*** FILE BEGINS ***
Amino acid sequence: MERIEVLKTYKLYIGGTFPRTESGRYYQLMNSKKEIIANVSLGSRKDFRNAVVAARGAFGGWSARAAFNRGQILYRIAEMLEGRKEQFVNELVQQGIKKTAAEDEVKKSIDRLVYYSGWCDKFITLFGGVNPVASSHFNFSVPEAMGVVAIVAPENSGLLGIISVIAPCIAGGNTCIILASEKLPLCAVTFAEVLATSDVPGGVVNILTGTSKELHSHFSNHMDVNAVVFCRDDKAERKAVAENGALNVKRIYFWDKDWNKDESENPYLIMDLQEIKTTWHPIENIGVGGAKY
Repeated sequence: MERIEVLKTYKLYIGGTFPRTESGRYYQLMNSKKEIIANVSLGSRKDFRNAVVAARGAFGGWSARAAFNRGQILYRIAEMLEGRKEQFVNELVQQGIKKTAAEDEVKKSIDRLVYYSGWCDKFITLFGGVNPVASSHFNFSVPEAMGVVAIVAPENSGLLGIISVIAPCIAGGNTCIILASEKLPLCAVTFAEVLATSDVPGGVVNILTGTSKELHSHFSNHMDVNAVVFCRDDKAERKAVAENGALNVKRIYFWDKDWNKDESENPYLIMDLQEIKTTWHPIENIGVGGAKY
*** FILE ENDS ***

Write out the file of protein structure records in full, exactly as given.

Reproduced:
Amino acid sequence: MERIEVLKTYKLYIGGTFPRTESGRYYQLMNSKKEIIANVSLGSRKDFRNAVVAARGAFGGWSARAAFNRGQILYRIAEMLEGRKEQFVNELVQQGIKKTAAEDEVKKSIDRLVYYSGWCDKFITLFGGVNPVASSHFNFSVPEAMGVVAIVAPENSGLLGIISVIAPCIAGGNTCIILASEKLPLCAVTFAEVLATSDVPGGVVNILTGTSKELHSHFSNHMDVNAVVFCRDDKAERKAVAENGALNVKRIYFWDKDWNKDESENPYLIMDLQEIKTTWHPIENIGVGGAKY
Repeated sequence: MERIEVLKTYKLYIGGTFPRTESGRYYQLMNSKKEIIANVSLGSRKDFRNAVVAARGAFGGWSARAAFNRGQILYRIAEMLEGRKEQFVNELVQQGIKKTAAEDEVKKSIDRLVYYSGWCDKFITLFGGVNPVASSHFNFSVPEAMGVVAIVAPENSGLLGIISVIAPCIAGGNTCIILASEKLPLCAVTFAEVLATSDVPGGVVNILTGTSKELHSHFSNHMDVNAVVFCRDDKAERKAVAENGALNVKRIYFWDKDWNKDESENPYLIMDLQEIKTTWHPIENIGVGGAKY